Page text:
ceremonial cutting of US beef in China with Secretary Perdue
USMEF senior VP Joel Haggard, NCBA President Craig Uden, Secretary Perdue and Luan Richeng, vice president of COFCO Group, prepare for ceremonial carving of U.S. beef on June 30, 2017.

Beef seen as frontrunner of expanding China's market access

Celebrations mark long-awaited U.S. beef’s return to China by beef groups along with Sec. Perdue and Ambassador Branstad.

U.S. Secretary of Agriculture Sonny Perdue joined with U.S. Ambassador to China Terry Branstad on June 30 to slice a Nebraska prime rib in a Beijing ceremony, formally marking the return of U.S. beef to the Chinese market after a 13-year hiatus after shipments were halted at the end of 2003 following the case of BSE. 

The U.S. Meat Export Federation (USMEF) participated in a media reception marking the return of U.S. beef to China. Perdue and Branstad addressed attendees, along with National Cattlemen’s Beef Association (NCBA) President Craig Uden, a cattle feeder and rancher from Elwood, Neb. Other U.S. guests included Greg Ibach, director of the Nebraska Department of Agriculture, and NCBA president-elect Kevin Kester, a rancher from Parkfield, California. The reception was funded through support from the Nebraska Beef Council.

Joel Haggard, USMEF senior vice president for the Asia Pacific, emceed the event. He thanked Perdue and his USDA team for negotiating the final agreement that restored access for U.S. beef, which had been absent from the Chinese market since the December 2003 BSE case. The market officially reopened June 12.

Perdue said it was a great source of pride to be on hand for the official reintroduction of U.S. beef into China, and expressed his commitment to providing consumers with a high-quality product.

“On behalf of President Trump and the people of America, we want to say thank you to our great customers here in China,” Perdue said. “We want to respect your market and assure you that these products coming in are safe, wholesome and very delicious.”

Perdue also paid tribute to U.S. cattle producers, who are excited to finally be able to supply the Chinese market.

“To those men and women who go out in the cold and birth those calves, we want to thank you for what you do to make this day possible. I am convinced that when our Chinese friends taste this tasty, wholesome, healthy and safe U.S. beef, they’re going to want more of it. So you all better get some more cows,” he said.

The return of U.S. beef and beef products is a part of the U.S.-China 100-Day Action Plan announced by the Trump Administration on May 11, 2017, with the first shipment of U.S. beef arriving in China on June 19, 2017.

Perdue said, “This is also a good harbinger of the kind of relationship that can be developed. We hope there are other things we can cooperate on and we're going to use U.S. beef as the forerunner.”

Branstad, who was confirmed as U.S. ambassador to China on May 22, said the return of U.S. beef to China is an important step forward in expanding U.S. agricultural exports.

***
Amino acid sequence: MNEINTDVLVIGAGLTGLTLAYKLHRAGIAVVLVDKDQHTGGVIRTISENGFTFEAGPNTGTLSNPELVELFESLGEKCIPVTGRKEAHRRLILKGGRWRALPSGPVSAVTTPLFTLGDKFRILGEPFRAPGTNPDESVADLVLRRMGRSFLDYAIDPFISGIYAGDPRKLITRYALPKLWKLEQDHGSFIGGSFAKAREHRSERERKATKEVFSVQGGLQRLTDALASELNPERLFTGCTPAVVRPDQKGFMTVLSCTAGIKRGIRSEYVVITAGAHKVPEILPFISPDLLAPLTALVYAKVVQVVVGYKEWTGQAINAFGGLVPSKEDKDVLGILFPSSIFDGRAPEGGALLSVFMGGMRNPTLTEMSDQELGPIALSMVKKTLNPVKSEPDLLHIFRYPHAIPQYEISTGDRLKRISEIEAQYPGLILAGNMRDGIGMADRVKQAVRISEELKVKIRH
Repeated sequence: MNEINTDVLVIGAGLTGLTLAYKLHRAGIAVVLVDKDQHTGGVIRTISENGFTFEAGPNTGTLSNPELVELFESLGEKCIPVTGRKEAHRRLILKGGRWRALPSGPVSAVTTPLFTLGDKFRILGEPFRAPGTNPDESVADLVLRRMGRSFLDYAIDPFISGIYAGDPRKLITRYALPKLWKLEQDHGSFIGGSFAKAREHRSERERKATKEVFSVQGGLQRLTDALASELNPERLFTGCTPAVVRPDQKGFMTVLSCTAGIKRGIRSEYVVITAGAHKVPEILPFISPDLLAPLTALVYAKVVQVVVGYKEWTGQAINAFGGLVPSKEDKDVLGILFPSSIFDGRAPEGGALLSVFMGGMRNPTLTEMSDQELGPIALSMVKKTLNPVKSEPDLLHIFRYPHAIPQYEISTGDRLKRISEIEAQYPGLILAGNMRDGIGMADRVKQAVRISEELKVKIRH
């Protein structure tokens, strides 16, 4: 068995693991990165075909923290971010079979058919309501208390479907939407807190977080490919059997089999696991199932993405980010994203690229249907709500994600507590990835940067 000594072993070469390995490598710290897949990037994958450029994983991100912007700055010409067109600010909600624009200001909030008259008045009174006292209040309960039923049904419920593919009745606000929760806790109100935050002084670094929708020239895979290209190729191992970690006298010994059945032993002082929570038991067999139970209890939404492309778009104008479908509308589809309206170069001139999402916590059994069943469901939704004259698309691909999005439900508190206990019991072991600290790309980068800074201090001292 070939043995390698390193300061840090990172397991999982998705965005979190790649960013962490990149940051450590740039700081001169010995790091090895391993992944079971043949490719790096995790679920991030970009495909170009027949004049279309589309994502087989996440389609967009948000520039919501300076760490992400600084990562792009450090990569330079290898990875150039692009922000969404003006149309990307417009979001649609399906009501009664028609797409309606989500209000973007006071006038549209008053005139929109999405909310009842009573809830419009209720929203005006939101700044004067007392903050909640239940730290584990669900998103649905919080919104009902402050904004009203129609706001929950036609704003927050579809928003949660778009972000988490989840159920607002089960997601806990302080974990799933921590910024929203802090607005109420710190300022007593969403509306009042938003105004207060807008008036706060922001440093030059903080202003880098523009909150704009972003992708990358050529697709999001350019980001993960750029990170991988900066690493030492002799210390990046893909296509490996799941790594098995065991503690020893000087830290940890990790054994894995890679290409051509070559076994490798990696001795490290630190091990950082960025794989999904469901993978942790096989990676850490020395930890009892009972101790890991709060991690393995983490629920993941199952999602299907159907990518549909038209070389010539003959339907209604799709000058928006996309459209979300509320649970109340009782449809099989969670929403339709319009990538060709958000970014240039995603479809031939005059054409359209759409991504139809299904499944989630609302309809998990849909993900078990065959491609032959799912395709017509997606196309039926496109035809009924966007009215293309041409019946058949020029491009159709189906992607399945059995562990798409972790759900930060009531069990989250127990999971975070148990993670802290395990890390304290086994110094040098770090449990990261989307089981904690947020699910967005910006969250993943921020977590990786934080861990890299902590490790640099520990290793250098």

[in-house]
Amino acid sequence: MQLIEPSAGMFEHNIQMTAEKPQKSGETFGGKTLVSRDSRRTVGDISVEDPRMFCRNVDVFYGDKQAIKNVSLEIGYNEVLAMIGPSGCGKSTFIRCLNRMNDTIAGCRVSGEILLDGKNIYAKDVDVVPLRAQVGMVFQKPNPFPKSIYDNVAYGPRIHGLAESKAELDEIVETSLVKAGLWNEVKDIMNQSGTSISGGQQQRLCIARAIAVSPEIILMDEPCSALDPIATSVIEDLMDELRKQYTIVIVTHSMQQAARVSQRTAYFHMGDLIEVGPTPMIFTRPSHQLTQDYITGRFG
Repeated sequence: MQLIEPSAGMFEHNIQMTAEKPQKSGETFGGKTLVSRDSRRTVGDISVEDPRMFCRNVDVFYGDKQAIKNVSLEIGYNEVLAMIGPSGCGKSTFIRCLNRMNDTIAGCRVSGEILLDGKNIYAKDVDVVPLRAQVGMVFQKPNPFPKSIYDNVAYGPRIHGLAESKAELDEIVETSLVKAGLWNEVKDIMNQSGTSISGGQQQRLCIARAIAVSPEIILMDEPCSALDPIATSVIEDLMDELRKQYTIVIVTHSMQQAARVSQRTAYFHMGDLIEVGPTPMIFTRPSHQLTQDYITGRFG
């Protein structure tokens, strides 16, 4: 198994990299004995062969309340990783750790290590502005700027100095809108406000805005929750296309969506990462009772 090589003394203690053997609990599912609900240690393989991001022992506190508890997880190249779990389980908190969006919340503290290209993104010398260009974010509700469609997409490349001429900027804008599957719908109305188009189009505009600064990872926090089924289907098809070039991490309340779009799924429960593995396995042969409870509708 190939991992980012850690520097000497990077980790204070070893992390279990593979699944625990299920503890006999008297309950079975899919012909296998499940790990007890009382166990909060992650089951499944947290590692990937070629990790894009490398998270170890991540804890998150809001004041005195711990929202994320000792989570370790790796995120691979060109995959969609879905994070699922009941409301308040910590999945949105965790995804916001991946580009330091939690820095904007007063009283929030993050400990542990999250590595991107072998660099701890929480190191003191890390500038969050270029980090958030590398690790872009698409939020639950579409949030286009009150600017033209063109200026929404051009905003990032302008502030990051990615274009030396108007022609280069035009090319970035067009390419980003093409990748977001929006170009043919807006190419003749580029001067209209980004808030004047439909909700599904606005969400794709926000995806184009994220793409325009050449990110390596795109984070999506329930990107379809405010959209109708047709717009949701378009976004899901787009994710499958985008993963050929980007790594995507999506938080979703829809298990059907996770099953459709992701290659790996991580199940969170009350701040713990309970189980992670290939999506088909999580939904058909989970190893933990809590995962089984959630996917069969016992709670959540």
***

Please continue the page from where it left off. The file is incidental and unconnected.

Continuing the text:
“This is an exciting day – we’ve been waiting nearly 14 years for this,” Branstad said. “I want to express my excitement that one of my first official duties as ambassador from the United States to the People’s Republic of China is to be here with my friend, Secretary of Agriculture Sonny Perdue, to welcome American beef back to China. I want to reiterate our commitment to expanding trade and increasing American exports, and we believe beef is a great beginning for this process.”

Uden echoed these sentiments, noting the excellent potential China holds for U.S. beef exports.

“I’m honored to be here today to celebrate this important milestone in the relationship between the United States and China,” Uden said. “This is a great day for U.S. beef producers, and we look forward to supplying U.S. beef to many Chinese consumers in the years to come.”

The appetite for American beef has grown tremendously in Asia in recent years, with Japan, South Korea, and Hong Kong rapidly becoming three of the world's top five importers of American-produced beef. NCBA said it will continue to fight for greater and fairer access to foreign markets for American producers.

"Regaining access to the world's largest market is a huge step in the right direction," Uden said. "But we still have a lot of work to do, like negotiating a bilateral trade agreement with Japan that puts us on even ground with our competitors, and ensuring that the renegotiation of NAFTA doesn't mess up the great deal we've had with our consumers in Canada and Mexico for years."

Perdue and Uden were joined by importer Luan Richeng, vice president of COFCO Group, for a ceremonial carving of U.S. prime rib – part of the first shipment of U.S. beef to arrive in China.

Also on Friday, Perdue held a series of meetings with Chinese government officials, including Vice Premier Wang Yang and Minister of Agriculture Han Changfu, to discuss expanding trade between the United States and China.

On July 1 in Shanghai, Perdue will help launch U.S. beef’s return to China’s commercial channels with a U.S. beef promotion at a City Super supermarket. He will be joined by USDA Foreign Agricultural Service representatives, Ibach (representing the state of Nebraska), USMEF staff and U.S. beef exporters. The group will distribute samples of U.S. steak cuts and chuck eye roll to City Super customers and speak to the unique attributes of U.S. beef. Funding support for this event was also provided by the Nebraska Beef Council.

“It has been a long road back for U.S. beef in China, and USMEF is extremely pleased to see such great enthusiasm for its return,” Haggard said. “Buyer interest is very strong, and we are excited about the opportunity to work with U.S. exporters and future customers in China to build a solid foundation for U.S. beef in this dynamic market.”

 

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